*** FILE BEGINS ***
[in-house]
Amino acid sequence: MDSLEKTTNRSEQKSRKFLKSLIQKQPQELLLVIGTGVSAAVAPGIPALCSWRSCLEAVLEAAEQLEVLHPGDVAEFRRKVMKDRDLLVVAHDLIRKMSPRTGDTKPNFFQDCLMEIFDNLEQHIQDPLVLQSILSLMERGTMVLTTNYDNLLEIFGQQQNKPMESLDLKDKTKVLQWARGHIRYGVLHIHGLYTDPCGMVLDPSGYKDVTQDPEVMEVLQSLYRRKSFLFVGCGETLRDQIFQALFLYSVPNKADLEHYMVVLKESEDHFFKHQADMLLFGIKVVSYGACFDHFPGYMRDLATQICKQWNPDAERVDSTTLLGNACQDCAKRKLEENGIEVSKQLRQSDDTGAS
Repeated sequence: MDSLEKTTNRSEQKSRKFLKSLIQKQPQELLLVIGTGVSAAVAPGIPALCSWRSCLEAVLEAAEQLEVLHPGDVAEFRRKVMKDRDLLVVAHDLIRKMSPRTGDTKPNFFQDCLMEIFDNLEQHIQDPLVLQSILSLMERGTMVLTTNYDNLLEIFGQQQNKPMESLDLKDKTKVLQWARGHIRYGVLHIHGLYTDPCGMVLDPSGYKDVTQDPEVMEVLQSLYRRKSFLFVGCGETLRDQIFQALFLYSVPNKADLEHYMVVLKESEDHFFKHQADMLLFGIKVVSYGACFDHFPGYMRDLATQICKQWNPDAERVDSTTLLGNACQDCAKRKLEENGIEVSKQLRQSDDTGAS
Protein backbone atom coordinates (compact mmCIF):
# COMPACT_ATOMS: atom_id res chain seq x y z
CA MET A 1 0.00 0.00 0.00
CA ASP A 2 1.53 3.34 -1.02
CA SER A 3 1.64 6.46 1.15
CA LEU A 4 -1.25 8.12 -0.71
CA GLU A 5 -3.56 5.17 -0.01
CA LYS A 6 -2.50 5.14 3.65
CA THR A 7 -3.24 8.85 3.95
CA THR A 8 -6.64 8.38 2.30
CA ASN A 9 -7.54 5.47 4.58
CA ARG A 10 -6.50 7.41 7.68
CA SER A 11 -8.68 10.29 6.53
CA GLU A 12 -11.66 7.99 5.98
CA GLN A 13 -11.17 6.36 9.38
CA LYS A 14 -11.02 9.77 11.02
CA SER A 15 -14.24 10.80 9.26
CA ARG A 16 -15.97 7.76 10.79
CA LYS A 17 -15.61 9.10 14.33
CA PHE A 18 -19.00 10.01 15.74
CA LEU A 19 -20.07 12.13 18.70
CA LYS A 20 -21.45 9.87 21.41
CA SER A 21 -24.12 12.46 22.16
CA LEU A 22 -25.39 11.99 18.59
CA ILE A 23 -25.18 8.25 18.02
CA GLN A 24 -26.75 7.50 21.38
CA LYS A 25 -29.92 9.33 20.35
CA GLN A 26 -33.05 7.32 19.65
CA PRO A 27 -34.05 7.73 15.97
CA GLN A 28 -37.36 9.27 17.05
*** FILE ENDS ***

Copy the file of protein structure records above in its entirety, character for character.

[in-house]
Amino acid sequence: MDSLEKTTNRSEQKSRKFLKSLIQKQPQELLLVIGTGVSAAVAPGIPALCSWRSCLEAVLEAAEQLEVLHPGDVAEFRRKVMKDRDLLVVAHDLIRKMSPRTGDTKPNFFQDCLMEIFDNLEQHIQDPLVLQSILSLMERGTMVLTTNYDNLLEIFGQQQNKPMESLDLKDKTKVLQWARGHIRYGVLHIHGLYTDPCGMVLDPSGYKDVTQDPEVMEVLQSLYRRKSFLFVGCGETLRDQIFQALFLYSVPNKADLEHYMVVLKESEDHFFKHQADMLLFGIKVVSYGACFDHFPGYMRDLATQICKQWNPDAERVDSTTLLGNACQDCAKRKLEENGIEVSKQLRQSDDTGAS
Repeated sequence: MDSLEKTTNRSEQKSRKFLKSLIQKQPQELLLVIGTGVSAAVAPGIPALCSWRSCLEAVLEAAEQLEVLHPGDVAEFRRKVMKDRDLLVVAHDLIRKMSPRTGDTKPNFFQDCLMEIFDNLEQHIQDPLVLQSILSLMERGTMVLTTNYDNLLEIFGQQQNKPMESLDLKDKTKVLQWARGHIRYGVLHIHGLYTDPCGMVLDPSGYKDVTQDPEVMEVLQSLYRRKSFLFVGCGETLRDQIFQALFLYSVPNKADLEHYMVVLKESEDHFFKHQADMLLFGIKVVSYGACFDHFPGYMRDLATQICKQWNPDAERVDSTTLLGNACQDCAKRKLEENGIEVSKQLRQSDDTGAS
Protein backbone atom coordinates (compact mmCIF):
# COMPACT_ATOMS: atom_id res chain seq x y z
CA MET A 1 0.00 0.00 0.00
CA ASP A 2 1.53 3.34 -1.02
CA SER A 3 1.64 6.46 1.15
CA LEU A 4 -1.25 8.12 -0.71
CA GLU A 5 -3.56 5.17 -0.01
CA LYS A 6 -2.50 5.14 3.65
CA THR A 7 -3.24 8.85 3.95
CA THR A 8 -6.64 8.38 2.30
CA ASN A 9 -7.54 5.47 4.58
CA ARG A 10 -6.50 7.41 7.68
CA SER A 11 -8.68 10.29 6.53
CA GLU A 12 -11.66 7.99 5.98
CA GLN A 13 -11.17 6.36 9.38
CA LYS A 14 -11.02 9.77 11.02
CA SER A 15 -14.24 10.80 9.26
CA ARG A 16 -15.97 7.76 10.79
CA LYS A 17 -15.61 9.10 14.33
CA PHE A 18 -19.00 10.01 15.74
CA LEU A 19 -20.07 12.13 18.70
CA LYS A 20 -21.45 9.87 21.41
CA SER A 21 -24.12 12.46 22.16
CA LEU A 22 -25.39 11.99 18.59
CA ILE A 23 -25.18 8.25 18.02
CA GLN A 24 -26.75 7.50 21.38
CA LYS A 25 -29.92 9.33 20.35
CA GLN A 26 -33.05 7.32 19.65
CA PRO A 27 -34.05 7.73 15.97
CA GLN A 28 -37.36 9.27 17.05